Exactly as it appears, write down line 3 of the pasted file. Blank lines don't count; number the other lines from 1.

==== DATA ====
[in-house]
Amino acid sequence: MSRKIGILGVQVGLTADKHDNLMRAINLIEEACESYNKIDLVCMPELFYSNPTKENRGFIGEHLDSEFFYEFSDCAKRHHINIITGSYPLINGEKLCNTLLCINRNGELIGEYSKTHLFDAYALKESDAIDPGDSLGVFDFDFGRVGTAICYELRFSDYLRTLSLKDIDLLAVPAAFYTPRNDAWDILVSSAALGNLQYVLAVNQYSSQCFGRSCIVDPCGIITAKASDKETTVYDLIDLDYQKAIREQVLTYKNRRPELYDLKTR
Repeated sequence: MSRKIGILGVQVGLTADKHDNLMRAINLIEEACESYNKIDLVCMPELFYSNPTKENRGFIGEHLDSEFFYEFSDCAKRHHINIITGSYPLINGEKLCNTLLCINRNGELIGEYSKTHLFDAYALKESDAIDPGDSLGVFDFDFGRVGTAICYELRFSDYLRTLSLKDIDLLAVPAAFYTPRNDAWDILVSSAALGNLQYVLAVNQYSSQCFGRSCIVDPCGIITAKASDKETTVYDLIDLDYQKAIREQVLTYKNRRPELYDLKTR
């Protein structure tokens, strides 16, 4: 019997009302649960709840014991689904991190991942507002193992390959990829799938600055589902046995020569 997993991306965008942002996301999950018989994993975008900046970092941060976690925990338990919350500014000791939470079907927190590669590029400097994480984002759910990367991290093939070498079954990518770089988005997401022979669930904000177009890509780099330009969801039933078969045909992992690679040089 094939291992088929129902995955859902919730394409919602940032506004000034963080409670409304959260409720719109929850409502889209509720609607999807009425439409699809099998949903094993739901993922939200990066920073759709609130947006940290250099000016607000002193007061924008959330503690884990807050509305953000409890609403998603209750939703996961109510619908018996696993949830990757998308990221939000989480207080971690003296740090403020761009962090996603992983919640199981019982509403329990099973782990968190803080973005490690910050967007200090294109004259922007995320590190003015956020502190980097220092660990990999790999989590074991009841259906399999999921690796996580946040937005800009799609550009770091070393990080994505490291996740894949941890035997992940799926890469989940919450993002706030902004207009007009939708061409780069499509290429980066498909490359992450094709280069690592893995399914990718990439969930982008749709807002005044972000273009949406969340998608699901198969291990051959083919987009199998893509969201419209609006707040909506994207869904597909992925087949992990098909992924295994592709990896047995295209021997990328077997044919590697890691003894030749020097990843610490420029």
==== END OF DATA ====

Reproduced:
Repeated sequence: MSRKIGILGVQVGLTADKHDNLMRAINLIEEACESYNKIDLVCMPELFYSNPTKENRGFIGEHLDSEFFYEFSDCAKRHHINIITGSYPLINGEKLCNTLLCINRNGELIGEYSKTHLFDAYALKESDAIDPGDSLGVFDFDFGRVGTAICYELRFSDYLRTLSLKDIDLLAVPAAFYTPRNDAWDILVSSAALGNLQYVLAVNQYSSQCFGRSCIVDPCGIITAKASDKETTVYDLIDLDYQKAIREQVLTYKNRRPELYDLKTR